The population of Nunavik is very young. Over 75% of Nunavimiut (the people of Nunavik) are under the age of 35 and 50% are under the age of 20 years. The percentage of children 0-5 years of age is 2.5 times higher in Nunavik than in the rest of Québec. This age group of approximately 1600 children represents 16% of the Nunavik population. The average growth of the population for Nunavik Inuit is three to four time higher than for Quebec. Since the 1950s, the life expectancy increased significantly for Inuit, from 48 to 66 years old. An important tradition that still prevails in the Nunavik communities is the customary adoption. About one out of every five newborns in Nunavik is customarily adopted. According to the Santé Québec Health Survey Among the Inuit of Nunavik (1992), 23% of the population over 15 years of age declared having been adopted and almost as many men as women had been adopted and 57% of the individuals over 15 years of age who were surveyed had adopted or given up for customary adoption at least one child.
The language of the Nunavik Inuit is Inuktitut, and it is spoken and used by nearly all Inuit, with a retention rate over 95%. It is a principal language of instruction in the schools from kindergarten to grade 3 and is used exclusively in the childcare centres. Schools were first implemented by the federal government in the 1950s, accelerating if not forcing the sedentarization of the Inuit of Nunavik, along with the eradication of the Inuit dogs used by the Nunavik population to sustain their way of living. Schools are now the responsibility of the Kativik School Board, an entity created by the James Bay and Northern Quebec Agreement (JBNQA).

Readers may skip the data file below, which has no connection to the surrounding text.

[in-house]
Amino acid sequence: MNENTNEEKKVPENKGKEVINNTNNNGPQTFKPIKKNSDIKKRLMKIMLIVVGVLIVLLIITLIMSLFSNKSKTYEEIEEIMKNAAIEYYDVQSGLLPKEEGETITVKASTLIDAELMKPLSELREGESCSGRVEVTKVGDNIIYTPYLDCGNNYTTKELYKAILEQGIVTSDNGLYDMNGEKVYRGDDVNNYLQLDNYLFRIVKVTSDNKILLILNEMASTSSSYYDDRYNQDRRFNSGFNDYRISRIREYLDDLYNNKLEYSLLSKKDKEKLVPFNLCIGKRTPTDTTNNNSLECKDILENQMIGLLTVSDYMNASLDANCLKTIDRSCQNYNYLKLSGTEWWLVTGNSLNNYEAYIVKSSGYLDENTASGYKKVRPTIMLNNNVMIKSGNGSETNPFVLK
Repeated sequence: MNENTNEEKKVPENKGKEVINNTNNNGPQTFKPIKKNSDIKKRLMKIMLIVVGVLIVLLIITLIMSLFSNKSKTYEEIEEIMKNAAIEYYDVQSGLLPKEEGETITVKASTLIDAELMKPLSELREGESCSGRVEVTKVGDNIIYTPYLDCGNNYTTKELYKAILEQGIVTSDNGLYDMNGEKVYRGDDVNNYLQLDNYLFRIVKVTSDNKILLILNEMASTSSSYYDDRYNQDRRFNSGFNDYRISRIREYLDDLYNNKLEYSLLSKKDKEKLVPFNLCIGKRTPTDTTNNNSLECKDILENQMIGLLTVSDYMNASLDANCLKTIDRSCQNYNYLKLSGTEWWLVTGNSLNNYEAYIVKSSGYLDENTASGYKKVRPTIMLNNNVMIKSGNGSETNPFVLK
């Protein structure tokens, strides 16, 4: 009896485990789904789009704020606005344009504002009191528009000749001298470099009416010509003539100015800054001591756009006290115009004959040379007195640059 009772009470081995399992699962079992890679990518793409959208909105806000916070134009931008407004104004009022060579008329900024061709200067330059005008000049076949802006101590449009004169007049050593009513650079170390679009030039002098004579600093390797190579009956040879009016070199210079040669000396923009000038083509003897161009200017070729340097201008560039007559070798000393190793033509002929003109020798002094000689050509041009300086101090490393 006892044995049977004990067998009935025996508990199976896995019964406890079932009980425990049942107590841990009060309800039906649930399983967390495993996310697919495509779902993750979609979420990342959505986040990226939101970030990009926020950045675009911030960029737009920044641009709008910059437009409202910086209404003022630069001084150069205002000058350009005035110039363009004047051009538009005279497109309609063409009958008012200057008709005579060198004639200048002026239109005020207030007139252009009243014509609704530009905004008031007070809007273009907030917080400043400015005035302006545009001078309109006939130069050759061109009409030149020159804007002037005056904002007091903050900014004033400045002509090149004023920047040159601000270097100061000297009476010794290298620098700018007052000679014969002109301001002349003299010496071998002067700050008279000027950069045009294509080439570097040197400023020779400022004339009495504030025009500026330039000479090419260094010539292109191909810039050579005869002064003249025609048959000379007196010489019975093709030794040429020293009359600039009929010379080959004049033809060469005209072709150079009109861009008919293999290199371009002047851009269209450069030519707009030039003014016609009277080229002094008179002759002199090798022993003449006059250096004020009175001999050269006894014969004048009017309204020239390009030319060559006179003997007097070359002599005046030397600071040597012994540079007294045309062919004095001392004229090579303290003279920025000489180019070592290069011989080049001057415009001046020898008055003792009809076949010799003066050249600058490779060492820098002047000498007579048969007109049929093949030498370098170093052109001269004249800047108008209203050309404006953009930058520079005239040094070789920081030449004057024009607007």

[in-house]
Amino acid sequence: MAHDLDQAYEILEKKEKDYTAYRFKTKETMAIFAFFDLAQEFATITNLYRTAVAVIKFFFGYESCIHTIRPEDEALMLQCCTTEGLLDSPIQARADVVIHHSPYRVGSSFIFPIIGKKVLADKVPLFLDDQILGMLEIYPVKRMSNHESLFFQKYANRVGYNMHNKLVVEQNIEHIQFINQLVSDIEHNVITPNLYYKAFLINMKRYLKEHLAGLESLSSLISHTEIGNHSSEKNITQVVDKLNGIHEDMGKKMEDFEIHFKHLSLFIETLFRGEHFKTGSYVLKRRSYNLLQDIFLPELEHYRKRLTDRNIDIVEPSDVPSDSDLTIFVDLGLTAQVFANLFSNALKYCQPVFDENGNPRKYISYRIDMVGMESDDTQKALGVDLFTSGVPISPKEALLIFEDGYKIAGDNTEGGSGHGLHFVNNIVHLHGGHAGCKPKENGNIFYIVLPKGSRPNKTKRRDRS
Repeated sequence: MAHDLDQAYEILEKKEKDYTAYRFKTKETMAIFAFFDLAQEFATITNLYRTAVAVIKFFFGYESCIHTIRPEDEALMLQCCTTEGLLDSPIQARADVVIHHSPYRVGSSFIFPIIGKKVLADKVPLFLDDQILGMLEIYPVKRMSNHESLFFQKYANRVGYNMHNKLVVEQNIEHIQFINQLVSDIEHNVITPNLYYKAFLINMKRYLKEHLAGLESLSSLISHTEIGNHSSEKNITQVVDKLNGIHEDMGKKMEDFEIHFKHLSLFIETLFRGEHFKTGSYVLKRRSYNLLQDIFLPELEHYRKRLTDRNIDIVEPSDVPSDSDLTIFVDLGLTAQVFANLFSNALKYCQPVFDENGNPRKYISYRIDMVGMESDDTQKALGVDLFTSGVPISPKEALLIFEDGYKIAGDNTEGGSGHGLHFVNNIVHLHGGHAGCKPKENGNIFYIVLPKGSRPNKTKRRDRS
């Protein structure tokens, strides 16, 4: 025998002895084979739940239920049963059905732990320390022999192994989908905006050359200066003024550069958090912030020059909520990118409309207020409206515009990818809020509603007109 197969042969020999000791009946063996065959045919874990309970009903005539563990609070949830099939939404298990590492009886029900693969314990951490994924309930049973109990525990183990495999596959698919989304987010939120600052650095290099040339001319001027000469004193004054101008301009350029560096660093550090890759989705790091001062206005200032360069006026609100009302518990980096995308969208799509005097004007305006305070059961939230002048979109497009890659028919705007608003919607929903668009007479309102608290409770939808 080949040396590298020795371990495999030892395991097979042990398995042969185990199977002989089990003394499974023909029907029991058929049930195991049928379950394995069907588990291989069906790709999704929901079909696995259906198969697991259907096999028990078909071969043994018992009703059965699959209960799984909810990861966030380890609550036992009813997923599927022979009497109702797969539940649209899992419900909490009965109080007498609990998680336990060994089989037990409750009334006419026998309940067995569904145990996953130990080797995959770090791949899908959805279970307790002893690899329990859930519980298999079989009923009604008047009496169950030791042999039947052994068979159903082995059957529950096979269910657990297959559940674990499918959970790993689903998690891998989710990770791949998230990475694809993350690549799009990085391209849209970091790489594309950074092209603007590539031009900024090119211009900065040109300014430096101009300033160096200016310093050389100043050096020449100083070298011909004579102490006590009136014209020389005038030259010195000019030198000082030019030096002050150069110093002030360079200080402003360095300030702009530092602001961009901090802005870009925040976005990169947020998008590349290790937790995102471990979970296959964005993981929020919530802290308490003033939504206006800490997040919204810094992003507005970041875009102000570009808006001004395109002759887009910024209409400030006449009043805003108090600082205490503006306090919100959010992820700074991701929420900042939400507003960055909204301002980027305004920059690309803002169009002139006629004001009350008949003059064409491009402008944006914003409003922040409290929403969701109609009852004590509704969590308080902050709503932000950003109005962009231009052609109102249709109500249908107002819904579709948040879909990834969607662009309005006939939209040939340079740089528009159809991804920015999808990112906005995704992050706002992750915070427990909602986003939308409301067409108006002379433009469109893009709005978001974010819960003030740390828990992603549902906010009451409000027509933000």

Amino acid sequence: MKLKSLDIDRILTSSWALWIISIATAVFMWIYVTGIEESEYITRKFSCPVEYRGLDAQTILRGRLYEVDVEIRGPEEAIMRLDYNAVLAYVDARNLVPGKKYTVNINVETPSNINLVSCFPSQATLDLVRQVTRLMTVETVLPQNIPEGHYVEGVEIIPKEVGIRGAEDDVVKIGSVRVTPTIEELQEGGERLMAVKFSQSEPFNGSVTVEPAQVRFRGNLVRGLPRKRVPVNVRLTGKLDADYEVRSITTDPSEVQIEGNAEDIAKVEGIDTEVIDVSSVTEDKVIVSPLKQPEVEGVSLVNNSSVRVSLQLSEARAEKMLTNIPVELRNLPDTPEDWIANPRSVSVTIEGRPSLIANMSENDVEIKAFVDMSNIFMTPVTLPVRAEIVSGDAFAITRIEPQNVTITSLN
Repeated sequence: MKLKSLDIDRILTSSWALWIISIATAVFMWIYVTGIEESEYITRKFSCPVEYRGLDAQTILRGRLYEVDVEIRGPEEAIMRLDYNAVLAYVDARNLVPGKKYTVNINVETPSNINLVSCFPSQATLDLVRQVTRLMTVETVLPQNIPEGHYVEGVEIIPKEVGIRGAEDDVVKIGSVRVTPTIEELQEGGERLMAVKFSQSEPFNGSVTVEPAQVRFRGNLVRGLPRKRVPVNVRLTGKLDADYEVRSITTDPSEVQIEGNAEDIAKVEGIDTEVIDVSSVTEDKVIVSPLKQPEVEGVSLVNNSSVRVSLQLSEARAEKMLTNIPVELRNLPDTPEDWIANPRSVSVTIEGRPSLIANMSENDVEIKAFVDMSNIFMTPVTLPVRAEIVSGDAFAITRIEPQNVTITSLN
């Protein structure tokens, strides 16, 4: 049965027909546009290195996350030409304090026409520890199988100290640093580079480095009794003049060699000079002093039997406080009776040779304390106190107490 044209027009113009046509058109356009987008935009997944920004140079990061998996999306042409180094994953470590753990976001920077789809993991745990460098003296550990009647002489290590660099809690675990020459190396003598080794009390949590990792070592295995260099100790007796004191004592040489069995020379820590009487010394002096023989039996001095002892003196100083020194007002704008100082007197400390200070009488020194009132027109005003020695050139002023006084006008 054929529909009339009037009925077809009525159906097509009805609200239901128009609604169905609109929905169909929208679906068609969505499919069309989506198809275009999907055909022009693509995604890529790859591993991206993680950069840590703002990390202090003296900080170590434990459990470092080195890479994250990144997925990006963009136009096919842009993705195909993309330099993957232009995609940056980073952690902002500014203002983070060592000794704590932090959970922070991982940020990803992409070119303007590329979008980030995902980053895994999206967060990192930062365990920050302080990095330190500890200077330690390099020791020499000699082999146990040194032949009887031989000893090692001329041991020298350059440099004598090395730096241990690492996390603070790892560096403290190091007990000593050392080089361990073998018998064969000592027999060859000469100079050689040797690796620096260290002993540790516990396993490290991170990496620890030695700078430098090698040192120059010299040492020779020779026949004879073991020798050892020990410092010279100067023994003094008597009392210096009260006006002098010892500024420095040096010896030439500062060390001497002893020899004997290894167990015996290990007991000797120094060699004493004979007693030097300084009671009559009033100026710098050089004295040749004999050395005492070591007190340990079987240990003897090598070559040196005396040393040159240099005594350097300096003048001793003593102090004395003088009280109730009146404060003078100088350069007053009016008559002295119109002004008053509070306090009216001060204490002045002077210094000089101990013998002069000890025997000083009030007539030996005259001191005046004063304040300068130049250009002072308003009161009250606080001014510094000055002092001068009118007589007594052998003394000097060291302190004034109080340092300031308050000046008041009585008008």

The Québec Boundaries Extension Act, 1912 transferred what is now referred to as the Nunavik territory to the Province of Québec on condition that the indigenous rights in the territory be recognized. Following actions undertaken by the government of Quebec to have developed the hydroelectric potential of the James Bay and Nunavik territories, court actions were initiated and led to the signature of the first modern treaty in Canada, the JBNQA. The Nunavik Territory’s administration, since the signature in 1975, is organized under such a treaty, which provides specific regimes for the management of the resources and wildlife, notably at Section 23 (Environmental Regime) and Section 24 (Hunting and Fishing Regime). Both regimes were enacted under laws for the Province of Quebec and through the creation of advisory bodies responsible for the management of each regime.